“We do not think that American cities should be subject to wide-area surveillance in which every vehicle could be tracked wherever they go,” said Jay Stanley, a senior policy analyst at the American Civil Liberties Union.

“Even in tests, they’re still collecting a lot of data on Americans: who’s driving to the union house, the church, the mosque, the Alzheimer’s clinic,” he said. “We should not go down the road of allowing this to be used in the United States and it’s disturbing to hear that these tests are being carried out, by the military no less.”

……………………… The FCC documents show that Southcom’s balloons are carrying small, satellite-like vehicles housing sophisticated sensors and communication gear. One of those sensors is a synthetic aperture radar intended to detect every car or boat in motion on a 25-mile swath beneath the balloon.

The balloons also have advanced mesh networking technologies that allow them to communicate with one another, share data and pass it to receivers on the ground below.

……………………….  surveillance from stratospheric balloons is relatively new, said Michel, author of Eyes in the Sky, a recent book on wide area surveillance: “The higher the altitude of the system, the wider the area that you can cover. The trade-off is that depending on the area and the system, you may get lower-resolution images.” Balloons are also subject to fewer restrictions and regulations than drones.

……………….. The Southcom surveillance tests are probably just the tip of the iceberg. Scott Wickersham, the vice-president of Raven Aerostar, told the Guardian that it has also been working with Sierra Nevada and the Pentagon’s research arm Darpa on a “highly sophisticated and challenging development around the stratosphere”. This refers to the agency’s Adaptable Lighter-Than-Air (Alta) program, an ongoing effort to perfect stratospheric balloon navigation which has included multiple launches across the country, Wickersham said.

Ryan Hartman said that World View had also completed a dozen surveillance test missions for a customer it would not name, capturing data he would not specify……………………

February 13, 2023 Posted by | Uncategorized | Leave a comment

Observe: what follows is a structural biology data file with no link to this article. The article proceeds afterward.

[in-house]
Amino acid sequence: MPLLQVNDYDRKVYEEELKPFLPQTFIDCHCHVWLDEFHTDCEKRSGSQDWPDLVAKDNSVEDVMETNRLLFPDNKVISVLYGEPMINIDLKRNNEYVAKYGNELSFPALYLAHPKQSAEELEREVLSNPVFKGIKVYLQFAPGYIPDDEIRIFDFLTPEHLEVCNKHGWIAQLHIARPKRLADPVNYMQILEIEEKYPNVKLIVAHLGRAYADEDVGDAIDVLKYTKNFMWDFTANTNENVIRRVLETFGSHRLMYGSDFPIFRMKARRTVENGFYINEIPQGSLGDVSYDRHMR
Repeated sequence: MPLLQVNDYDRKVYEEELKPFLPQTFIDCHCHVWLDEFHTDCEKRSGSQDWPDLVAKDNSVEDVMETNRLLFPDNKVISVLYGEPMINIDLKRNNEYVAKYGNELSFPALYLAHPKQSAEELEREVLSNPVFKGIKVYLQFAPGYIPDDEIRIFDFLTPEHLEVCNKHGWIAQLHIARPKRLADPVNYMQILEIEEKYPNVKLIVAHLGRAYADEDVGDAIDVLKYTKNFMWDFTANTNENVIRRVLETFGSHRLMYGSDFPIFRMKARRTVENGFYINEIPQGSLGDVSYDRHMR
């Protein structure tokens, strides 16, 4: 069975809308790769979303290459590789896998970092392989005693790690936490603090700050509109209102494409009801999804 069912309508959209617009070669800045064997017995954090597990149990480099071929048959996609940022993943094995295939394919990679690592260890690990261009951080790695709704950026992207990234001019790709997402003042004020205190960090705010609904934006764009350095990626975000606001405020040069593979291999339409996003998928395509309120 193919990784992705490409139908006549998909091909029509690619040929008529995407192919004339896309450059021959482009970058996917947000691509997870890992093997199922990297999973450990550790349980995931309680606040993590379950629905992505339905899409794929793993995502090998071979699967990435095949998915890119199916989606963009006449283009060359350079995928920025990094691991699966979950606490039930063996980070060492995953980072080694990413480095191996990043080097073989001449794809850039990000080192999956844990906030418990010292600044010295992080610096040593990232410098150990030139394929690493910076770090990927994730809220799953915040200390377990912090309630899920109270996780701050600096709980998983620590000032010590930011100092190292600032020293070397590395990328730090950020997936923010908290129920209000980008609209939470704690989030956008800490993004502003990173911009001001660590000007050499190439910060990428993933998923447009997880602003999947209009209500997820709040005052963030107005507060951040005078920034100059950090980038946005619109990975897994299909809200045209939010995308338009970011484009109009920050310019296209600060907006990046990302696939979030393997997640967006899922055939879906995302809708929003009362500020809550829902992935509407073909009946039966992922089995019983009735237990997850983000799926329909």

Nuclear zealot Jonathan Mead touts nuclear-powered submarines- Australia to have “full control” – (oh yeah?)

Australian commanders to have complete control over nuclear-powered submarines and reactors

ABC 7.30 / By Sarah Ferguson and James Elton, 13 Feb 23

Australian Navy commanders will have full operational control over their submarines and the powerful nuclear reactors onboard, despite the potential presence of US or UK engineers. 

Key points:

  • US or UK personnel may go to sea on Australian nuclear submarines
  • Australian technicians will understand “every detail” of how the reactors work
  • Construction in Adelaide shipyards may begin by end of 2020s

Vice Admiral Jonathan Mead, chief of the AUKUS submarine taskforce, has rejected criticisms that the nuclear propulsion program, based on US technology, would undermine Australian sovereignty. 

“When we take command of our first boat, we will have sovereign capability,” he told 7.30‘s Sarah Ferguson in an exclusive interview. 

Details of extensive plans to build a fleet of eight boats powered with weapons-grade uranium will be revealed next month. 

Vice Admiral Mead was asked what would happen onboard in the event of any dispute over the nuclear reactor, including following an accident, between a US or UK engineer and the boat’s Australian commander.

“We would expect anyone, be it a foreign engineer or an Australian engineer, to provide advice,” he said. 

But the commanding officer of that submarine, the Australian, would have “command and control over the reactor, over the submarine – unequivocal”. 

Australians will understand ‘every detail’ of welded-shut nuclear reactors

The defining feature of the submarine deal is that the highly enriched uranium reactors that power the boats will be supplied by either the US or UK, and “welded shut”.

The use of weapons-grade fuel means the reactors do not need to be opened for refuelling over the 30-plus-year life of the boat. Reactors that run on low-enriched uranium, like those used by the French and Chinese navies, do require refuelling. 

This also means Australia will not need to manufacture nuclear fuel – one of the commitments the country has made to the International Atomic Energy Agency.

Vice Admiral Mead said Australia would, however, be sending people to US “design facilities” so we would understand “every element of detail of that reactor”. 

No Australian reactors … for now 

Asked if Australia is considering building its own nuclear reactors in the future, Vice Admiral Mead said: “We are not envisioning that at the moment, we haven’t gone into that at the moment.” 

The senior Navy official has spoken previously about the need for the AUKUS program to have public support. 

Asked what would happen to an Australian nuclear-propelled submarine that was hit by a missile, Vice Admiral Mead said he could not reveal the technical details but that “nuclear-powered submarines are designed for exacting standards”.

He also said that submariners receive only minimal doses of radiation onboard – less than an ordinary person walking the streets of a capital city.

UK or US-designed boat, and when will we see them?

Addressing the scale of the program, Vice Admiral Mead said if Australia wanted to begin construction of new boats in Adelaide “towards the end of this decade” the government would need to quickly finalise the construction of a revamped shipyard.